Marc Summers: During the holidays, you always need something to top off the candy dish and often you find them build with cotton rock and ribbon candy. So, let’s visit a sweet shop cooking up these creations and discover how they get their unique shapes.
Candy cane and gi8nger bread houses may signal the start of the holidays. But ribbon and cotton rock candy area also symbolic sweets reminding candy lovers that the highly celebrated season is just around the corner.
Mark Puch: They recognize these pieces saying that, “Oh I remember when I had those or this is at Christmas time, it must be the Christmas candy season.”
Mar Summers: Each year, the Primrose Candy Company in Chicago, Illinois string together roughly one and a half million pounds of this Christmas candy. And both the sweets, start celebrating in the company’s kitchen.
Mark Puch: We mix corn syrup and sugar. We blend that in a semi liquid quick stage. We then take that and pump into our cooking systems where we cook the candy to around 300 degrees.
Marc Summers: A cooling wheel then chills that sweets enough for coloring. With ribbons, the candy divided into two sections, one to color white and the other red eventually creating a candy can scheme. The white candy which comprises the bulk of the ribbon then heads to a kneading machine.
Mark Puch: As we mix the candy, we’re rotating the top through the middle of the candy and it's how the candy is mixed up and cool properly.
Marc Summers: The blanched batch is now ready for some red stripes.
Mark Puch: It will alternate those red stripes on either side of the batch. So, the batch when it comes out, you’ll see a white piece of candy with a red stripe.
Marc Summers: Next, the candy transports to a batch roller where the shaping wheels waddle the ribbon down to a rope. Then, in a hidden process the ribbons receive their ribs.
Mark Puch: It goes through the little crimpers and one or crimp goes through a kind of pushes it in a little indentation and keeps on alternating that little ribbon affect.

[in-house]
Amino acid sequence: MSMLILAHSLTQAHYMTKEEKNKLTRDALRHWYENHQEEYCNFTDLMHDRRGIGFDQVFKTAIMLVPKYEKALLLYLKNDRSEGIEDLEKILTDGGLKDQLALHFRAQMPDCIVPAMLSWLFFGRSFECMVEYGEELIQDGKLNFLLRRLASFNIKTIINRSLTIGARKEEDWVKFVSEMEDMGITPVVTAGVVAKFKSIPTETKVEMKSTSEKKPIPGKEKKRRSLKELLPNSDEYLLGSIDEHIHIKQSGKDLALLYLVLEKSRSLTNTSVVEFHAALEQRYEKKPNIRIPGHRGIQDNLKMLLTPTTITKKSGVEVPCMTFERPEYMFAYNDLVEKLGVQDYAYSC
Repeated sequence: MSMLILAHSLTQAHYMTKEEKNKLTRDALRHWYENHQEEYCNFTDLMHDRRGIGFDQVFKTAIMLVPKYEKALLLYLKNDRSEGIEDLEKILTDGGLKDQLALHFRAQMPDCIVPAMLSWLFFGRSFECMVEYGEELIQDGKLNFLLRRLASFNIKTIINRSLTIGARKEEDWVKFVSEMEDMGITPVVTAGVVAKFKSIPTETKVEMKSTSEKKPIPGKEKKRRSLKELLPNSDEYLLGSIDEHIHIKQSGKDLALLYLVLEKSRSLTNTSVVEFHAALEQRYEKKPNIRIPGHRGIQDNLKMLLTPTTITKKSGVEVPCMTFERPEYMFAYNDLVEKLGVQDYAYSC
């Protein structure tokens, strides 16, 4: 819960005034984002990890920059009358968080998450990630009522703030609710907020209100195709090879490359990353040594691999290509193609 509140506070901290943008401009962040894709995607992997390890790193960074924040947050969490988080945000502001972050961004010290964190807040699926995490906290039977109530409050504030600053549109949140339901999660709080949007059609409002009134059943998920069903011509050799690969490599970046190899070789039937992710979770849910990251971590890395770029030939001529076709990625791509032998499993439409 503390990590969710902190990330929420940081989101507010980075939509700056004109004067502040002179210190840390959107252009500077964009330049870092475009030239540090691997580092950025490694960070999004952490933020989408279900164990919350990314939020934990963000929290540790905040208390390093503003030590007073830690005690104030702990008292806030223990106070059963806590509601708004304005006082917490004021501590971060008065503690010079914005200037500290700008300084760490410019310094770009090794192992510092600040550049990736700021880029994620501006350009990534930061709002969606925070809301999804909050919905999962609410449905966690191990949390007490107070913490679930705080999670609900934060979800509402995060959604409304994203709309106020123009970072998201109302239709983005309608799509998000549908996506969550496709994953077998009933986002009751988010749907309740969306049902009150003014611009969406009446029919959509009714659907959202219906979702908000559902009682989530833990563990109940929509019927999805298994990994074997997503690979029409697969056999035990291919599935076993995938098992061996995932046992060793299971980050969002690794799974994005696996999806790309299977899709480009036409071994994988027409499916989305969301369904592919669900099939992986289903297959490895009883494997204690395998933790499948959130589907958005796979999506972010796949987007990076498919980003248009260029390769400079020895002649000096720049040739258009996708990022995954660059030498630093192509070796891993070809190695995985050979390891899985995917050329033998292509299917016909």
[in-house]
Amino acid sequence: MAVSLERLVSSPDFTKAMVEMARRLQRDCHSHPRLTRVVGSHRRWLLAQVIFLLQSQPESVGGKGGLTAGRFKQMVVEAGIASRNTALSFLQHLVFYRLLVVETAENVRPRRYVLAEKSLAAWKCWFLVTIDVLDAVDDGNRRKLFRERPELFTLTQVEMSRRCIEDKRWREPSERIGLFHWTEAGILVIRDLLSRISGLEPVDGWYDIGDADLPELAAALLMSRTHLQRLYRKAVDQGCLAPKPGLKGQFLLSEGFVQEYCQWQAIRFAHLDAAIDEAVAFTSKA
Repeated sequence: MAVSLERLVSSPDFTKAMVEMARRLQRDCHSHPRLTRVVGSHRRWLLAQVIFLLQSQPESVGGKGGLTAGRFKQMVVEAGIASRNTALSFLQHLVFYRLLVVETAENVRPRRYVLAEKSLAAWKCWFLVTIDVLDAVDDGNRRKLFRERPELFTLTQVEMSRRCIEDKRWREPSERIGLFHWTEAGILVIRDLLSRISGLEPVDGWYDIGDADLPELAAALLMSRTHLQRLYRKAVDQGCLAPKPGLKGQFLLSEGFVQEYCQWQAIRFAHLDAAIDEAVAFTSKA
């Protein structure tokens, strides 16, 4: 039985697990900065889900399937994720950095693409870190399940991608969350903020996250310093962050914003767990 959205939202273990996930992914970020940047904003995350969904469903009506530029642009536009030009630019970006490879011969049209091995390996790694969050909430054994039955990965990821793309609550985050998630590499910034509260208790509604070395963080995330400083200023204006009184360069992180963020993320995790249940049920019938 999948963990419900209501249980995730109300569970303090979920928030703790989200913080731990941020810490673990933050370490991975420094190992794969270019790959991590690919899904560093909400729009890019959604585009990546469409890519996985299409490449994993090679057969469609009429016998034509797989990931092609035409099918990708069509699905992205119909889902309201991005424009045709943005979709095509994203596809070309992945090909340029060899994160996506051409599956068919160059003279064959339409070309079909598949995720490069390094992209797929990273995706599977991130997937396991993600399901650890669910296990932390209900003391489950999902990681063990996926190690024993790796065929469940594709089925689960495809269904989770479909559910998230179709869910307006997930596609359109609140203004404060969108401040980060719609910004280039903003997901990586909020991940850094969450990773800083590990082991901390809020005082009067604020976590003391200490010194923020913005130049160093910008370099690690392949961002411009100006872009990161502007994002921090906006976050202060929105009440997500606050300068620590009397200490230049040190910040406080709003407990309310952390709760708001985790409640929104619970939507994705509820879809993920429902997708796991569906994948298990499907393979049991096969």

Marc Summers: A knife taps the candy in about every inch of a quarter creating a place where the candy will break. And when it comes to making ribbon candies cotton rock companion, there is some mystery involved.
Mark Puch: We’ve have some people writing and say ask about a settle bets and wanted to know how we paint for the design on each piece of cotton rock and how it’s made. People really have no clue how you get that design in it.
Marc Summers: The key is turning a clump of candy into a three dimensional treat.
Mark Puch: We make one wedge and then we make that actually about nine or 10-feet long. We then cook that one wedge into six pieces and put them all together.
Marc Summers: This will make up the inside of this lime themed candy. Next, the batch roller sizes the fruit to a long roof which snakes through a sixty-foot cooling line.
Mark Puch: At the end of the 16 feet, we have little knifes that come through in just kind of tap it.
Marc Summers: And the design is revealed. Now, both the cotton rock and ribbon candy can be found on the house during the holiday. But they can also be found on a certain sweet structure.
Mark Puch: And we have three or four different day quiz that will buy both the cotton rock and ribbon to use begin to those houses.